This is a work of fiction inspired by three things: the short stories of J.L Borges, the train scene from North by Northwest, and a question that I kept seeing raised last season — why was Tom Thibodeau, for whom winning is oxygen, continue to play Elfrid Payton, whose play did not appear to contribute to the cause? There had to be more going on than we realized, right? What might that be? Here is part one of my short story’s take on the question.
“In Arabic, ‘zahir’ means visible, manifest, evident...beings or things which have the terrible power to be unforgettable, and whose image eventually drives people mad...the All-Merciful does not allow two things to be a [Zahir] at the same time, since a single one is capable of entrancing multitudes.”
— J.L. Borges, “The Zahir”
Last season the Zahir was a Kyrie Irving shammgod. In 2016 it was J.R. Smith at the Cavs’ championship parade, a shirtless, smiling guard made god among gobs agog, getting stoned by clouds of the faithful’s sweet sweet cheeb. The Zahir can appear anywhere in the world: a copy of Leigh Montville’s Tall Men, Short Shorts autographed by Frank DeFord in Hamed Haddadi’s Nanking penthouse; in 1964, it was a dead spot on the Boston parquet that only existed for three non-consecutive Tuesdays that year. The Zahir came into Tom Thibodeau’s life in 2007. He is not the man he was then, but he is still able to recall, and perhaps recount, what happened. He is still, albeit only partially, Thibs.
Every Friday night since she died, he goes jogging. North on Chile, east down Tacuarí until the fork left past Garay Plaza, looping back to Chile, the last ten minutes uphill, then two blocks to China Star to order the same dinner for two he did the night he came home to find her on the bathroom floor.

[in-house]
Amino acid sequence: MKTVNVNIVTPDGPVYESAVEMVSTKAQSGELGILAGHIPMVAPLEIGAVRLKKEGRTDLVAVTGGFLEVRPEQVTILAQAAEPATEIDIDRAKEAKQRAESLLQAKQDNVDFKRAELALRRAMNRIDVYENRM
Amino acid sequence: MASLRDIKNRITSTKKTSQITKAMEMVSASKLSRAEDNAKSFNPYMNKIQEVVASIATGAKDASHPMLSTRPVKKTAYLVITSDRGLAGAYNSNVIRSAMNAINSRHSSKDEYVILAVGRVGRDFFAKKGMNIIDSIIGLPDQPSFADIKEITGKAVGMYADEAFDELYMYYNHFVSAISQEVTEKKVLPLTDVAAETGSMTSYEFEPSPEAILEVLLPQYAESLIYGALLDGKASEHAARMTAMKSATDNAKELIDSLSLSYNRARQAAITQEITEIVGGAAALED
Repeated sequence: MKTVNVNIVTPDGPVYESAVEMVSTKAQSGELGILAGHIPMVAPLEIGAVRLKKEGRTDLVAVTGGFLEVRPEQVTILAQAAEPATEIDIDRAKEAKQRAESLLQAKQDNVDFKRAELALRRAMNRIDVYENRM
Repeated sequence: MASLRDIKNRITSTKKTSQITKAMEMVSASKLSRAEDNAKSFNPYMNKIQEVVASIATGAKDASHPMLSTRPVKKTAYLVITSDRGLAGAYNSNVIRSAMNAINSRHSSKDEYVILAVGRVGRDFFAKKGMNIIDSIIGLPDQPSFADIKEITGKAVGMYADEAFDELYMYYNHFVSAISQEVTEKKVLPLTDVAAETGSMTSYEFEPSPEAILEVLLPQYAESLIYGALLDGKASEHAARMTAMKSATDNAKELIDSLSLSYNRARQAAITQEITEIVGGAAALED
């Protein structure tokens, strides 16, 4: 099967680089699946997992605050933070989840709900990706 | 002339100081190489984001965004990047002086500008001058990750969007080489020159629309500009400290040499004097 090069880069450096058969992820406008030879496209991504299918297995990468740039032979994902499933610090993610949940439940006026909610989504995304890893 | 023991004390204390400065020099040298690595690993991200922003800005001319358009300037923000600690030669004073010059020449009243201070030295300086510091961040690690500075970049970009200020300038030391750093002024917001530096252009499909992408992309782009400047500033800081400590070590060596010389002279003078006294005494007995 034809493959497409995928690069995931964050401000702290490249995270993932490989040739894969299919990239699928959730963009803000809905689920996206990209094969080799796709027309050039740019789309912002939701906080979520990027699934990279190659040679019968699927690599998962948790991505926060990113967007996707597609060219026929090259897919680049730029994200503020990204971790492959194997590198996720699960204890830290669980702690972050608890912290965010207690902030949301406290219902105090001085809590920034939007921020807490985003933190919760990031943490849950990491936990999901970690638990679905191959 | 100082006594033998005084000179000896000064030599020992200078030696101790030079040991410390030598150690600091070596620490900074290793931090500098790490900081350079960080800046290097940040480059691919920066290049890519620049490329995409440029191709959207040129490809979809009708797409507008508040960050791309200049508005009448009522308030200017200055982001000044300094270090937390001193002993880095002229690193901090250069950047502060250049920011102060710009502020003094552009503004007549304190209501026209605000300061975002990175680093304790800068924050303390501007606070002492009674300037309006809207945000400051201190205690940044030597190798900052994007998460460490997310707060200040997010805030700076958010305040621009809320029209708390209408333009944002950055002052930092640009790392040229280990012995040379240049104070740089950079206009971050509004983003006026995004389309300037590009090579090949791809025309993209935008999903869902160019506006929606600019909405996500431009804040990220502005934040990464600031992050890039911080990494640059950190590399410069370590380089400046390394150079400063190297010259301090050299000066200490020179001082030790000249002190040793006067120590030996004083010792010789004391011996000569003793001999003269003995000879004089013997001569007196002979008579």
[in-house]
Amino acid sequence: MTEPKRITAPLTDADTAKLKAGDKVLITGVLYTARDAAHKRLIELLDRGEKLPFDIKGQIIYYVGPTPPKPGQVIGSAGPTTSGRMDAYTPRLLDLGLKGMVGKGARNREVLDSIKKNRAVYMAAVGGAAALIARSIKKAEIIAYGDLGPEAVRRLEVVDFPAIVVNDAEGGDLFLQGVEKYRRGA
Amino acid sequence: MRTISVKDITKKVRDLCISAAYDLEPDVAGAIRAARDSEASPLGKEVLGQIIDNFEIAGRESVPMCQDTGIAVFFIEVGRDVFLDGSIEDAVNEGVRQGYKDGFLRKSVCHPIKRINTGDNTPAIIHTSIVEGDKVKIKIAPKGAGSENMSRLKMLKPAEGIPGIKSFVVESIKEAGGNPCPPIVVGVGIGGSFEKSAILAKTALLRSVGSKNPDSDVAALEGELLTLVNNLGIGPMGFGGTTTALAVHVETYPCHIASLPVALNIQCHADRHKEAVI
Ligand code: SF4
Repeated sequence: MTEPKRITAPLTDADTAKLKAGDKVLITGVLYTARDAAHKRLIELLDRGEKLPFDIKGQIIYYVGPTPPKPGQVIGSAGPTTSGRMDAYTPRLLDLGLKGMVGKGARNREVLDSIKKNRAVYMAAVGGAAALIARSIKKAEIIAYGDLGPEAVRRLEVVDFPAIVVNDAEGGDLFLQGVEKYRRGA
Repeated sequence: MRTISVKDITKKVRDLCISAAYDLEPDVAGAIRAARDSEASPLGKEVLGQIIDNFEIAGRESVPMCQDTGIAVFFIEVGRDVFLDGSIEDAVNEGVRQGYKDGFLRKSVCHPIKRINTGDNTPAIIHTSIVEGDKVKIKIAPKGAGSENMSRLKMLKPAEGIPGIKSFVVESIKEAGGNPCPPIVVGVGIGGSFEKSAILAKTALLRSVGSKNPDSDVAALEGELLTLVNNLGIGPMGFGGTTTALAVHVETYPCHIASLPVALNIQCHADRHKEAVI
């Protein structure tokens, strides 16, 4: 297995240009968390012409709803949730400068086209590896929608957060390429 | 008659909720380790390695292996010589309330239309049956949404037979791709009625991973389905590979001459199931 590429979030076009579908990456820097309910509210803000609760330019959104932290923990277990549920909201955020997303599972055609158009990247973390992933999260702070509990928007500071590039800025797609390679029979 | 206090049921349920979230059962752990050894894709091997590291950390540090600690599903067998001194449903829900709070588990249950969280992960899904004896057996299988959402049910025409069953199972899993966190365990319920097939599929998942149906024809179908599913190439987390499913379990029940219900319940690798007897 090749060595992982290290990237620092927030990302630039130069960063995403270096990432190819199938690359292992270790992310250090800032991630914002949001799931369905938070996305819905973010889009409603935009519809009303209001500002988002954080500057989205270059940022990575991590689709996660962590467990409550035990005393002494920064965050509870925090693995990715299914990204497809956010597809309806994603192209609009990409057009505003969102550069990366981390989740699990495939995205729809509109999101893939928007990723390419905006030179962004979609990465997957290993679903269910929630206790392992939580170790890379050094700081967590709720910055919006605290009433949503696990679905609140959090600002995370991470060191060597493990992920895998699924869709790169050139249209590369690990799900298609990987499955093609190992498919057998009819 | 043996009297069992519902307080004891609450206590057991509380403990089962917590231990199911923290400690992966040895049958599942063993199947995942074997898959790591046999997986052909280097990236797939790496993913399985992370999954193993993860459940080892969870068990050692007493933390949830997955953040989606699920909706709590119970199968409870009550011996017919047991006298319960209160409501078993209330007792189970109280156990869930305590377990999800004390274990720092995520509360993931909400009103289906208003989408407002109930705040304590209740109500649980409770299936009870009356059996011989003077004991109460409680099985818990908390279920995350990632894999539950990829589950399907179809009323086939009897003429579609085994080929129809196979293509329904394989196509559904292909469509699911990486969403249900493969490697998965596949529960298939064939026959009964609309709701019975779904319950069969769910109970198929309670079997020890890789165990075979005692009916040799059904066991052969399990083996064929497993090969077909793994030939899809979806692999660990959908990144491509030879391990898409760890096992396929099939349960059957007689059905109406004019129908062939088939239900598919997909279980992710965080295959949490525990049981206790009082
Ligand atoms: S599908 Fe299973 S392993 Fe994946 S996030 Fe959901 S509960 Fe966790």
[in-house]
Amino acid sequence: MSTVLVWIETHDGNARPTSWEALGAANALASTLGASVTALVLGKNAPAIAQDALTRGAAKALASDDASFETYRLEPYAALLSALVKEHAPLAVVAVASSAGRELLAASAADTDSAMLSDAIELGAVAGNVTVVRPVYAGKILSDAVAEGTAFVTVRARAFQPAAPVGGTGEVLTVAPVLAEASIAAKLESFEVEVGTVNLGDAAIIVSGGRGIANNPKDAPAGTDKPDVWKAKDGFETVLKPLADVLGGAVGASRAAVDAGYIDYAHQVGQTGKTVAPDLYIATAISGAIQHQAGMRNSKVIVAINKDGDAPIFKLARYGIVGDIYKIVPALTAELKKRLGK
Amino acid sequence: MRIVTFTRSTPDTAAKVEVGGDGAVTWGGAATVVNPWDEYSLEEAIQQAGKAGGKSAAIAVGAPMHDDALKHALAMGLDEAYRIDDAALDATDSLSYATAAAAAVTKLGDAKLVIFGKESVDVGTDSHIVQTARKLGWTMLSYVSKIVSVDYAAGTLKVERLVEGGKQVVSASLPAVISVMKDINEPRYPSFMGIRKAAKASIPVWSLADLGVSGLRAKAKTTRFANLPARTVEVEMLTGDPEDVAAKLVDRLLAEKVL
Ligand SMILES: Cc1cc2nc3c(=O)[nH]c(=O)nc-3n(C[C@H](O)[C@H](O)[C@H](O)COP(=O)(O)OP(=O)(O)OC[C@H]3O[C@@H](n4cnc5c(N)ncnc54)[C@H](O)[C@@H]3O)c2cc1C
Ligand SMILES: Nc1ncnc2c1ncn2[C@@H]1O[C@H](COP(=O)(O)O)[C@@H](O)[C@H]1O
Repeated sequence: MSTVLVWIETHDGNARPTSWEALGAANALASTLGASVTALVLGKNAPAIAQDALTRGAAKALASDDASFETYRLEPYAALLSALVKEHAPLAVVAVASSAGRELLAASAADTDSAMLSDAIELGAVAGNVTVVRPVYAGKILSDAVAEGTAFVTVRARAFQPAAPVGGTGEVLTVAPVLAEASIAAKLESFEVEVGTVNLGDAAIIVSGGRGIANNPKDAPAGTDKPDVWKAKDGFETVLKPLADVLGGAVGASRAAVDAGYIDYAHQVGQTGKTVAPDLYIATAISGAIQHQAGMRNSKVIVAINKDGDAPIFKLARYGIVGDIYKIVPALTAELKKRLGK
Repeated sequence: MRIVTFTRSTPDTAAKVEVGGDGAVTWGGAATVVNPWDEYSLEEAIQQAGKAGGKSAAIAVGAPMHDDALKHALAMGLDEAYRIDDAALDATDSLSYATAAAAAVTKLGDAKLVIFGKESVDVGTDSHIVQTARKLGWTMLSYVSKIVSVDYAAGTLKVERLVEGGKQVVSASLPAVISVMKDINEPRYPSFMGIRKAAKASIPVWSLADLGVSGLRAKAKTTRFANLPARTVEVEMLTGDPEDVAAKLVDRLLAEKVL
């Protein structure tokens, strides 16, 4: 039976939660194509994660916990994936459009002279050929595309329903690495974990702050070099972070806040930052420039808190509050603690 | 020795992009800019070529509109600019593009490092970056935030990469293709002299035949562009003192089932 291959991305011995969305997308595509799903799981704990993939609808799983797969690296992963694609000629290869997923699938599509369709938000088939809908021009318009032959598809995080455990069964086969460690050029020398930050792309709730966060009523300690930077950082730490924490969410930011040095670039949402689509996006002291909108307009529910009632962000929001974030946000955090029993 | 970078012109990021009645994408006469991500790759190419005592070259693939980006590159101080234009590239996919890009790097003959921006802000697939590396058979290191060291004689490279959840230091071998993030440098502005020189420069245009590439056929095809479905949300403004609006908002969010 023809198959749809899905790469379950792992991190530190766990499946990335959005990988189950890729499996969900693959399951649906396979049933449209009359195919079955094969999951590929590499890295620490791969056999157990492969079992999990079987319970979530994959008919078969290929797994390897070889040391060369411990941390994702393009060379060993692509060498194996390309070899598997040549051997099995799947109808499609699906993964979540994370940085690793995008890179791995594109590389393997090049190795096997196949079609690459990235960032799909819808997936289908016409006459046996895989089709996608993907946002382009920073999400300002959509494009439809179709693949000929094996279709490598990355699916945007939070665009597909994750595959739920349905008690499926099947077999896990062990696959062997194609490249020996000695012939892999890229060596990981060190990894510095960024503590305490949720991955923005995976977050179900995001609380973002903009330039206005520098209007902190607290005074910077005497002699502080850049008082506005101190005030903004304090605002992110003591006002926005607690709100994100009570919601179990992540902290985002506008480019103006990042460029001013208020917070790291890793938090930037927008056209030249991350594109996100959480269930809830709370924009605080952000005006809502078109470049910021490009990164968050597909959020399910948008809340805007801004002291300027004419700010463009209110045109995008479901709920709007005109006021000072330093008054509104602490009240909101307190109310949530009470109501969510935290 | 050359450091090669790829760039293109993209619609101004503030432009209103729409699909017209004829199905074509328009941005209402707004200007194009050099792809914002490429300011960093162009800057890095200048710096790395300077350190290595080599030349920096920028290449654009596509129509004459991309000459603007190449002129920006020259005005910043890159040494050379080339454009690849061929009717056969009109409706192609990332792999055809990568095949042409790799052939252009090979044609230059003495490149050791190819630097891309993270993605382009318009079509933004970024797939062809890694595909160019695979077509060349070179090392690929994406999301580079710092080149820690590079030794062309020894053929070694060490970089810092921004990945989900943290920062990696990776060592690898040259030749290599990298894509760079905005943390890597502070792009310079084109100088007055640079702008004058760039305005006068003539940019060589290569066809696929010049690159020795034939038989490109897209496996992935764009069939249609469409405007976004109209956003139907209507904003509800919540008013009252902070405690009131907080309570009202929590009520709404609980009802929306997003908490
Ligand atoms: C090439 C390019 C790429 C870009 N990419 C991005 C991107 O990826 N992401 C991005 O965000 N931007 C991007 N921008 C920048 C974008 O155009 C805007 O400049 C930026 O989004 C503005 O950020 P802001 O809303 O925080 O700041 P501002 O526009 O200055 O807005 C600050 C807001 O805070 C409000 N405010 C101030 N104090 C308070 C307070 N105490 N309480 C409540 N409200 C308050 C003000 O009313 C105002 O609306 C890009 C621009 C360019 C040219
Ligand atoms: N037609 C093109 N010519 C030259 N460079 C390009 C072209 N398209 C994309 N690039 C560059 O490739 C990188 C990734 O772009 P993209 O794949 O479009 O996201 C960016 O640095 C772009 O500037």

This Friday night, Thibs enters the kitchen, his gray t-shirt darkened by sweat that paints an asymmetry across his back: a single, broken wing. The fluorescent light comes in dim and dizzy through a ceiling fan that guillotines the glow; the walls soften and bob, as if underwater. He drops the takeout on the counter, opens the fridge. Looks inside. Looks there a while.
He grabs a ginger ale and a Bud Light Lime, shuts the fridge with his foot. Paper plates. Paper napkins folded into isosceles. Plastic forks. Paper cups and ice — always the ice. Duck sauce. Soy sauce. He spoons Kung Pao chicken onto his plate and pepper steak onto hers, a little rice and three wontons each. There is dignity in eating alone — he used to enjoy it. But he can no longer stand the silence. Kung Pao has peanuts. Celery. The crunch deadens the silence.
When he’s done, Thibs tosses his fork and plate in the trash, leaves her untouched food in place, empties the cups into the sink. His chest grows heavy.
The next morning after practice, Immanuel Quickley challenges him to a free throw contest. Thibs knows Quickley’s only using that as an excuse to philosophize, but he enjoys the young man.
“It’s called a ‘perfect game,’ right?” Quickley says.
“It is,” Thibs agrees.
“And how many have there been? Ever? I know you know.”
Quickley turns and points, laughing, to Obi Toppin, who smiles and shakes his head. Thibs’ ability to recall virtually any number led Taj Gibson to nickname him “Rain Man.”
“And how old is baseball? Like 100?” Quickley swishes a free throw. “So that’s a perfect game every...what? Four years? How can you claim something is ‘perfect’ when it happens that often? That’s an insult.”